This weekend marked the first anniversary of the decision by Mayor of London Boris Johnson to 'take over' the controversial planning application for the redevelopment of the Eileen House site near Elephant & Castle.
In October 2011 Southwark's planning committee voted to reject the planning application by Oakmayne for a 41-storey tower designed by Allies and Morrison to be built on the site of Eileen House on Newington Causeway.
The scheme is vociferously opposed by the adjacent Ministry of Sound club which believes it will be forced out of business if new homes are built so close to its noisy venue.
The planning application was first submitted to Southwark Council in early 2009 and it seems likely that at least four years will have passed before a final decision is made.
A year ago the Mayor of London exercised his seldom-used power to 'take over' the application and make himself the final decision-maker.
A public hearing was scheduled for 12 March this year but the meeting was cancelled and has yet to be rescheduled.
During the mayoral election campaign this spring both Labour's Ken Livingstone and Lib Dem Brian Paddick made clear their opposition to the Oakmayne scheme.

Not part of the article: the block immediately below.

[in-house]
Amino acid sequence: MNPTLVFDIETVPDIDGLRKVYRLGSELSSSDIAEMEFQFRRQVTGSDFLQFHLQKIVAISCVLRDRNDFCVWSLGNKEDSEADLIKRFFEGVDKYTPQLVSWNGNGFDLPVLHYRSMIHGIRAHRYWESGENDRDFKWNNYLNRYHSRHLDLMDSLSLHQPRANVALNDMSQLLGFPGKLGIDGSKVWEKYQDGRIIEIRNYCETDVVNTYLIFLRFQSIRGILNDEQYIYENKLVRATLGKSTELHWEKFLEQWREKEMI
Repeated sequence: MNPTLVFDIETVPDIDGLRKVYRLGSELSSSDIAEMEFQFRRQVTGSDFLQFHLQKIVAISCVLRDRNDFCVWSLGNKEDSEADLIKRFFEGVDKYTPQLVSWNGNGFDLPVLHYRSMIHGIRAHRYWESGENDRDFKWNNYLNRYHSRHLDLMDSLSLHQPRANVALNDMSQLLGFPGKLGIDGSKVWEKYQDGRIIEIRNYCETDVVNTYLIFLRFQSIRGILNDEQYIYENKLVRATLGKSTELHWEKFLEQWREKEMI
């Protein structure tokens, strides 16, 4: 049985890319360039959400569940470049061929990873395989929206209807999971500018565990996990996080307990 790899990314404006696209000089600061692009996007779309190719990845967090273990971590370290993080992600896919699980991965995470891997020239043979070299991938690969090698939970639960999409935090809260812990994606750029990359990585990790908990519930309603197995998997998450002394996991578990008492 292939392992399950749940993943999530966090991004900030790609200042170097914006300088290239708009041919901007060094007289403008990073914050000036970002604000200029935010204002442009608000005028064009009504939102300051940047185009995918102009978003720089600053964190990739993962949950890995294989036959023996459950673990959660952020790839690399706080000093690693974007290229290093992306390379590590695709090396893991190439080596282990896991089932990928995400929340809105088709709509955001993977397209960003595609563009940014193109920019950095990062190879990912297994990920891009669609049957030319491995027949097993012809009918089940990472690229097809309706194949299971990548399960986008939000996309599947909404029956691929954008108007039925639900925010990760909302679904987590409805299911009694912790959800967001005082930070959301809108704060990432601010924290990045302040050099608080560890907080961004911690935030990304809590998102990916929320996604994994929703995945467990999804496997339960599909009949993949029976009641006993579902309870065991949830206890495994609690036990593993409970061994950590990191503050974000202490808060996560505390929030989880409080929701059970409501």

After 12 months in the Mayor's in-tray the application is still pending and no-one will say when they expect a decision to be made.
Oakmayne declined to comment on the current state of play. The Mayor of London's office and the Ministry of Sound failed to respond to requests for comment.
Last week City Hall published the Mayor's response to a question tabled by Labour London Assembly member Nicky Gavron asking when public consultation on the Eileen House application would be completed.
Mr Johnson replied: "There is no statutory public consultation under way. A further statutory public consultation will be conducted prior to the public hearing and in the interim any representations received will be held on file and reported to me prior to any decision regarding this application being made."
In June, the Mayor told Conservative London Assembly member Andrew Boff: "I will announce the determination date for this application once I have received further information expected from the applicant and conducted further public consultation".
In response to a question about another application 'taken over' by City Hall, the Mayor said last week: "It is important to make clear that I believe the determination of planning applications should generally be left to local authorities where possible.
"I only take over applications where there is likely to be a genuine strategic impact on the implementation of my London Plan."